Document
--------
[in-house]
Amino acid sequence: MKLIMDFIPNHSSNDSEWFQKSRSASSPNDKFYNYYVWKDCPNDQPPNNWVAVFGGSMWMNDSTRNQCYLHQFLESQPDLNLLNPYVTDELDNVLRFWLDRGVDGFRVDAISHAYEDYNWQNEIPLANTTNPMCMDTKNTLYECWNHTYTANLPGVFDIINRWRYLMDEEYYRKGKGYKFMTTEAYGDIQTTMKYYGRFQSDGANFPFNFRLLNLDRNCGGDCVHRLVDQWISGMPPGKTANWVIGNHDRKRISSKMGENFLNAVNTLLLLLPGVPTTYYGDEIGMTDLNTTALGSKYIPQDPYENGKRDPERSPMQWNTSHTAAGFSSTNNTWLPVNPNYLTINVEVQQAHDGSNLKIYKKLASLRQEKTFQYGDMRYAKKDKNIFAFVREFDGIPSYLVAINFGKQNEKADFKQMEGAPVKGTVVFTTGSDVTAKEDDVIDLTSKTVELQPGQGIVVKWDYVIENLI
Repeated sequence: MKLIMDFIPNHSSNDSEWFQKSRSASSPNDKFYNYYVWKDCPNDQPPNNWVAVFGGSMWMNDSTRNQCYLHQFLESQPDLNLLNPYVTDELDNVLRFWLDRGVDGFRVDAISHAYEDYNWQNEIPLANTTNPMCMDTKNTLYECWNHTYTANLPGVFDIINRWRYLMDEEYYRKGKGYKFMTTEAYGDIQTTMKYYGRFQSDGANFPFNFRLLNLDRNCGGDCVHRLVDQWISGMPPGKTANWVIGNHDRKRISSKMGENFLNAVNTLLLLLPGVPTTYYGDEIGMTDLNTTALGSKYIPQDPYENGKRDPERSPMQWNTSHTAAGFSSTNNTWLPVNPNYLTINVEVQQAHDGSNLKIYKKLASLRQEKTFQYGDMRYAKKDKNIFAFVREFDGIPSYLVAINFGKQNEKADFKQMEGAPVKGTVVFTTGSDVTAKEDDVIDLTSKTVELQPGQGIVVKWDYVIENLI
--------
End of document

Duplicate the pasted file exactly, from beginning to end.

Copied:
[in-house]
Amino acid sequence: MKLIMDFIPNHSSNDSEWFQKSRSASSPNDKFYNYYVWKDCPNDQPPNNWVAVFGGSMWMNDSTRNQCYLHQFLESQPDLNLLNPYVTDELDNVLRFWLDRGVDGFRVDAISHAYEDYNWQNEIPLANTTNPMCMDTKNTLYECWNHTYTANLPGVFDIINRWRYLMDEEYYRKGKGYKFMTTEAYGDIQTTMKYYGRFQSDGANFPFNFRLLNLDRNCGGDCVHRLVDQWISGMPPGKTANWVIGNHDRKRISSKMGENFLNAVNTLLLLLPGVPTTYYGDEIGMTDLNTTALGSKYIPQDPYENGKRDPERSPMQWNTSHTAAGFSSTNNTWLPVNPNYLTINVEVQQAHDGSNLKIYKKLASLRQEKTFQYGDMRYAKKDKNIFAFVREFDGIPSYLVAINFGKQNEKADFKQMEGAPVKGTVVFTTGSDVTAKEDDVIDLTSKTVELQPGQGIVVKWDYVIENLI
Repeated sequence: MKLIMDFIPNHSSNDSEWFQKSRSASSPNDKFYNYYVWKDCPNDQPPNNWVAVFGGSMWMNDSTRNQCYLHQFLESQPDLNLLNPYVTDELDNVLRFWLDRGVDGFRVDAISHAYEDYNWQNEIPLANTTNPMCMDTKNTLYECWNHTYTANLPGVFDIINRWRYLMDEEYYRKGKGYKFMTTEAYGDIQTTMKYYGRFQSDGANFPFNFRLLNLDRNCGGDCVHRLVDQWISGMPPGKTANWVIGNHDRKRISSKMGENFLNAVNTLLLLLPGVPTTYYGDEIGMTDLNTTALGSKYIPQDPYENGKRDPERSPMQWNTSHTAAGFSSTNNTWLPVNPNYLTINVEVQQAHDGSNLKIYKKLASLRQEKTFQYGDMRYAKKDKNIFAFVREFDGIPSYLVAINFGKQNEKADFKQMEGAPVKGTVVFTTGSDVTAKEDDVIDLTSKTVELQPGQGIVVKWDYVIENLI